The London production’s triumphant Broadway run won Stoppard his fifth Tony Award for Best Play, and now The Huntington is proud to mount the first American production, directed by Stoppard’s longtime friend and collaborator Carey Perloff (Rock ‘n’ Roll, The Lehman Trilogy at The Huntington).  

 From Huntington Norma Jean Calderwood Artistic Director Loretta Greco: “When I first saw Leopoldstadt, I was blown away by the emotional intimacy and vulnerability that Tom Stoppard brought to this masterwork. A little over a year ago, my dear friend Carey Perloff and I started plotting how a new AMERICAN production of Leopoldstadt might come into being and she, in concert with Tom, have been working on this ever since. I know Carey’s vision will bring immense simplicity, elegance, and theatrical depth to this epic yet personal tale. We are thrilled to welcome the great Tom Stoppard back to The Huntington.” 

 From playwright Tom Stoppard: “I have some history with The Huntington and with the director Carey Perloff, and I have good cause to be grateful to both – all the more so because this production of Leopoldstadt will be the first American one, following the Broadway run of the London production. In taking on a play with so many characters in today’s financial climate, The Huntington is paying a great compliment to my play. I am thrilled and deeply appreciative.” 

 From director Carey Perloff:My mother is a Viennese refugee who fled the Nazis in March 1938, so Stoppard’s gorgeous and heartbreaking play has enormous resonance for me personally. I’m so honored that The Huntington is giving me the chance to stage the first American production, after my very happy time there last spring with The Lehman Trilogy. Leopoldstadt is a family play, a play about the choices we make and fail to make as history hurtles forward, carrying us along. It is also Stoppard’s most deeply personal play, in which he reckons with the impact of his own Jewish heritage on his life and work, and he will be a crucial part of our collaboration at The Huntington. We are both looking forward to this experience enormously!”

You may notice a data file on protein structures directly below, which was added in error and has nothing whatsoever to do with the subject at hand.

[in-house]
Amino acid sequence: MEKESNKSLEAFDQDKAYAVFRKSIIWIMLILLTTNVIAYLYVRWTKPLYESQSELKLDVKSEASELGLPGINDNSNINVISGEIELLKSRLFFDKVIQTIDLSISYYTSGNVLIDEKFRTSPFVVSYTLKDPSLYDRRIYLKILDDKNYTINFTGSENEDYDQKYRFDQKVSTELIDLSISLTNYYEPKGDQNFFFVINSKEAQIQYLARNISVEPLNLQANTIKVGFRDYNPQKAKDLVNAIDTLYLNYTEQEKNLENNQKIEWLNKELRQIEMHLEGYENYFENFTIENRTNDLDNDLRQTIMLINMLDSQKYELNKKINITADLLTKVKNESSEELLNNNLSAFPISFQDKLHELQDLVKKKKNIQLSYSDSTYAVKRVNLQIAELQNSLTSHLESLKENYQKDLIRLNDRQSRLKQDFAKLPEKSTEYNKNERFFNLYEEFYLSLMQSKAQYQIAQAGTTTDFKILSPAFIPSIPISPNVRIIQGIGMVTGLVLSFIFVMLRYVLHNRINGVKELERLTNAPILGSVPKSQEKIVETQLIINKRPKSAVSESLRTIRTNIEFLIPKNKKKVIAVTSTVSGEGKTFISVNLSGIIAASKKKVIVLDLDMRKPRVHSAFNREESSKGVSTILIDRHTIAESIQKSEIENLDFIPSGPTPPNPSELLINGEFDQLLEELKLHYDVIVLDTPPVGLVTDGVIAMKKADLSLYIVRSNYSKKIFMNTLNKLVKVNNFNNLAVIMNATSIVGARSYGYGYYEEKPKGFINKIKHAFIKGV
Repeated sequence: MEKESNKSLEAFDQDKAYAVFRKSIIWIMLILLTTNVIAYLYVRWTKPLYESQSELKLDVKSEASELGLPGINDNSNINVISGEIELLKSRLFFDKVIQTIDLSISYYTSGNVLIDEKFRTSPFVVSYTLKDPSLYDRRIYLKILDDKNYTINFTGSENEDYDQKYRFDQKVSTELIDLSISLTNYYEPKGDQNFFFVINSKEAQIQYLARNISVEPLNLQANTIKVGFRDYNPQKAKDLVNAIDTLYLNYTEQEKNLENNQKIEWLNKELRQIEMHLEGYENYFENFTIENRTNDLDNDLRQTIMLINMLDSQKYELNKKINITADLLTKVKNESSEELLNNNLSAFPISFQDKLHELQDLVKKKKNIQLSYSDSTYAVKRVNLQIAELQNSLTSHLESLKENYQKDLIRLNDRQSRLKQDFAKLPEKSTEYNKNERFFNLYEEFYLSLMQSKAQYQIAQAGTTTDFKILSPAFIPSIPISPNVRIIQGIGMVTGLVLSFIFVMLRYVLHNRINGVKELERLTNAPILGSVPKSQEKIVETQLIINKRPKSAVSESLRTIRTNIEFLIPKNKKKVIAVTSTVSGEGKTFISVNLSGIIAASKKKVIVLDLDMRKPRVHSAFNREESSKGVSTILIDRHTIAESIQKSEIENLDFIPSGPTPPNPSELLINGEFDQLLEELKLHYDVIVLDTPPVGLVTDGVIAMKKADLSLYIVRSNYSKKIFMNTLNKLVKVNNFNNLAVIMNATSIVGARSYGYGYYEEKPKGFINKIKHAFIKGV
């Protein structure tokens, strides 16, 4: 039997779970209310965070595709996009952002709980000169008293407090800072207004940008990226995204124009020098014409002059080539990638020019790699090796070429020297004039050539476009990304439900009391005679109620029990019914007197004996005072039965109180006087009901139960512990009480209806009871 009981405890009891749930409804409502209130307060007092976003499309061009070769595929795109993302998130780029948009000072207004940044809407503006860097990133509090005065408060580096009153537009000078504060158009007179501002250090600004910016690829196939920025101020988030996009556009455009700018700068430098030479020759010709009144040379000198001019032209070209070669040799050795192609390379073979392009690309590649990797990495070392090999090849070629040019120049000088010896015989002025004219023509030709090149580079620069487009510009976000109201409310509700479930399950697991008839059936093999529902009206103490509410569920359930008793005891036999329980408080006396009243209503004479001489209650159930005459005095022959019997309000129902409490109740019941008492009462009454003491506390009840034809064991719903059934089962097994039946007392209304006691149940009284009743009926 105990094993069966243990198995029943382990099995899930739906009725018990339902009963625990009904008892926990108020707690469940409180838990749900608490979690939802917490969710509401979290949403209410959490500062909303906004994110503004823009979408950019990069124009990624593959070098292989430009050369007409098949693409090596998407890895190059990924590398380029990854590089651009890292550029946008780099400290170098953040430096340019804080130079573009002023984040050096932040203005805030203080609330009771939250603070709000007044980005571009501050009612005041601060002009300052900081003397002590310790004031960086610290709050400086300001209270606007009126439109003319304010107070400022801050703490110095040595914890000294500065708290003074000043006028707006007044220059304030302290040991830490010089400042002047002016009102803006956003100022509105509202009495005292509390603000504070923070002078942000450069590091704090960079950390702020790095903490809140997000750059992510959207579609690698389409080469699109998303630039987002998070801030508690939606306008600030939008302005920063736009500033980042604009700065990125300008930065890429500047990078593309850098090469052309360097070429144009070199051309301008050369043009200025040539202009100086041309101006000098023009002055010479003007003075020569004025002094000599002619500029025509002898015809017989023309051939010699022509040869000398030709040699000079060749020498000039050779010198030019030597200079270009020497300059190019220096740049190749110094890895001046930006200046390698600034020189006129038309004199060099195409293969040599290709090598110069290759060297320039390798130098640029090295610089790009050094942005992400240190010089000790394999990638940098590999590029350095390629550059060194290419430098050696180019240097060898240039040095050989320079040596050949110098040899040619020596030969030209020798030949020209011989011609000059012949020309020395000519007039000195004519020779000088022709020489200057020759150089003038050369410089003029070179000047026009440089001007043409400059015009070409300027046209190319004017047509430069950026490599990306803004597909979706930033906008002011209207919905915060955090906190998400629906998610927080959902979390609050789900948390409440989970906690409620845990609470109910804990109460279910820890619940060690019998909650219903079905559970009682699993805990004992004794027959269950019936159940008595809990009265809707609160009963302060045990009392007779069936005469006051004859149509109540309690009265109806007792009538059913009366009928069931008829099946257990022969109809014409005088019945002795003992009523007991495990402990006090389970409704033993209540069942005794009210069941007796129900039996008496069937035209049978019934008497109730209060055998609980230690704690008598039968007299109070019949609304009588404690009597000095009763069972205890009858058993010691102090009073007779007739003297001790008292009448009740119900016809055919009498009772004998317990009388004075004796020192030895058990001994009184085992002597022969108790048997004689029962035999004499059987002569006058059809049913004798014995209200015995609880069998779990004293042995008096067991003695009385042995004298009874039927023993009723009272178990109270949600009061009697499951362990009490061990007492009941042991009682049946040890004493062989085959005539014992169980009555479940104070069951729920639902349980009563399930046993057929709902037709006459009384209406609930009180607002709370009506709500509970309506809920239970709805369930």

Critical acclaim: 

 “Tom Stoppard is endlessly intrigued by questions of fate, chance, coincidence, in history as well as in love, and in the epic, breathtaking Leopoldstadt, he examines the consequence of an entire people trapped in a common fate.” – The Washington Post 

 “An intimate epic. The emotional authenticity shines through.” – Variety  

 “Feels like an act of personal reckoning for its creator – with who he is and what he comes from.” – The New York Times (Critics Pick)  

 “Ranks among Mr. Stoppard’s greatest works. An inexpressibly moving, majestic play.” – Wall Street Journal 


The Ufot Family Cycle  

When nationally acclaimed playwright Mfoniso Udofia grew up in Southbridge, Massachusetts and went to Wellesley College, she rarely saw stories about Africans and African Americans that felt like her family. Inspired in part by meeting August Wilson at The Huntington, she set out to create a richly textured and emotionally engrossing cycle of nine plays that follows one family through three generations: parents, children, grandchildren. Each play stands alone, yet together form a rich tapestry of storytelling traditions that will resonate with everyone.  

 Stay tuned for exciting news about a city-wide festival where The Huntington will join theatres and arts organizations around Greater Boston to produce Mfoniso Udofia’s nine-play Ufot Family Cycle in partnership with universities, social organizations, non-profits, and a host of community activation partners. 


by Mfoniso Udofia 

Directed by Dawn M. Simmons 

The Huntington Theatre 

October 31 – December 1, 2024 

Rising star playwright Mfoniso Udofia launches her sweeping cycle with a family’s origin story. Marriage, migration, and the pursuit of education collide when a young and brilliant Nigerian couple arrives in Houston, looking to earn their degrees and bring insights back to their home country. But when Abasiama discovers that her husband has been seduced by Motown records and American culture, she has to choose between the Nigerian Dream and her obligations as a matriarch. Director Dawn M. Simmons helms the lively and funny Sojourners at the historic Huntington Theatre following her acclaimed production of K-I-S-S-I-N-G at the Calderwood Pavilion.